Story | 23 Feb, 2021

As UNEA5 kicks off, ground-breaking Plastic Pollution Hotspotting Results Published for Seven Countries in Asia, Africa, and the Mediterranean

During this week’s United Nations Environment Assembly (UNEA5), there is a focus on marine plastic pollution which continues the discussions that began at UNEA 1 in 2014. In order to mitigate plastic pollution, countries need to be able to identify where and how the plastic pollution is occurring. The publication of ground-breaking work by IUCN Plastics with UNEP in seven countries to date demonstrates a methodology that allows countries to find and understand the scope of plastic pollution hotspots by polymer type, sector, application, region, and waste management areas– including assisting national governments to formulate clear actions to reduce plastic leakage.

content hero image

Photo: IUCN

We know that plastic pollution to our ocean is a problem:

  • Over 300 million tons of plastic are produced every year for use in a wide variety of applications. 

  • At least 12 million tons of plastic end up in our ocean every year, and make up 80% of all marine debris found from surface waters to deep-sea sediments. 

  • Marine species ingest or are entangled by plastic debris, which causes severe injuries and deaths. 

  • Plastic pollution threatens food safety and quality, human health, coastal tourism, and contributes to climate change.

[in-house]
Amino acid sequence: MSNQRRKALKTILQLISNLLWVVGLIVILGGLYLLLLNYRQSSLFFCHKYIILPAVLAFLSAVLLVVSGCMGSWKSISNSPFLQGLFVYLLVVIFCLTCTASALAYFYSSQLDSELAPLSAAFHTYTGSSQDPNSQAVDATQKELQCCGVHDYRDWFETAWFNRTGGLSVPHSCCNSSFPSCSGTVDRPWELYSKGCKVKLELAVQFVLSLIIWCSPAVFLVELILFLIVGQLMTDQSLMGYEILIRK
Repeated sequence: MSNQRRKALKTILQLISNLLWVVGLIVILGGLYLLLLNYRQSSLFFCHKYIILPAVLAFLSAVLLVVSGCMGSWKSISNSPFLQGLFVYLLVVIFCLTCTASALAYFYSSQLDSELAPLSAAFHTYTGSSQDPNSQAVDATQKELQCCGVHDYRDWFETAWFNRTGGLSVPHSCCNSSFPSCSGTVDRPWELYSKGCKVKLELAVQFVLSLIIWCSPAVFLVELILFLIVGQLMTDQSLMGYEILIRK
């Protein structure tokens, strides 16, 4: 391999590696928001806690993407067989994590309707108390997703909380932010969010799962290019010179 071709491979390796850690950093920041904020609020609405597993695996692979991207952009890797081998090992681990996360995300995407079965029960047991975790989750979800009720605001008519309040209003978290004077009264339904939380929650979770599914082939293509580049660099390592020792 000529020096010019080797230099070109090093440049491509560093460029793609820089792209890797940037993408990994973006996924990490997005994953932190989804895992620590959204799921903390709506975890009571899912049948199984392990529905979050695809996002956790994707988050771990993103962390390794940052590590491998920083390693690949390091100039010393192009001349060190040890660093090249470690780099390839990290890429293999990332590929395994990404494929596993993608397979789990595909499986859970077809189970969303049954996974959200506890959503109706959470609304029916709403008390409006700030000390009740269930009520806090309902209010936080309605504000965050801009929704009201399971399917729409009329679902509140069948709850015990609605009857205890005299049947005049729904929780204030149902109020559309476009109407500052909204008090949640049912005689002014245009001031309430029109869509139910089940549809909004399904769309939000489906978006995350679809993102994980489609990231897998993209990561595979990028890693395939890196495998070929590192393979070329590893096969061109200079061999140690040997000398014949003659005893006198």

Based on a projected annual increase in global plastic production of 4%, the importance of a harmonised methodology to detect plastic waste and leakage, and their associated impacts, is critical. Identifying and addressing the challenge of plastic leakage requires stakeholders from various levels to join forces to understand and benchmark the leakage hotspots and bridge the data and knowledge gaps. “Where is it leaking, what is leaking, how is it leaking, and why is it leaking?” are the key questions to ask when approaching a plastic pollution assessment, whether it is at municipal or national level. 

The IUCN-UNEP National Guidance on Plastic Pollution Hotspotting and Shaping Action and its associated tools are the basis of  national hotspot assessments for Kenya, Mozambique, South Africa, Thailand and Viet Nam, and were also applied in Cyprus and Menorca. 

These seven studies were part of a systemic approach to address plastic waste and leakage, and used the available data and information for the research. Each study identified a range of plastic leakage hotspots at the country level. The reports provide a visual analysis and key interpretations across five categories in which plastic leakage hotspots are prioritised. Interventions and instruments to begin to change the situation are included in the reports for consideration by national decision makers and sector practitioners. The proposed interventions are meaningful actions based on the actionable hotspots and, with the example instruments, give national decision makers a means to implement and monitor progress of suggested interventions.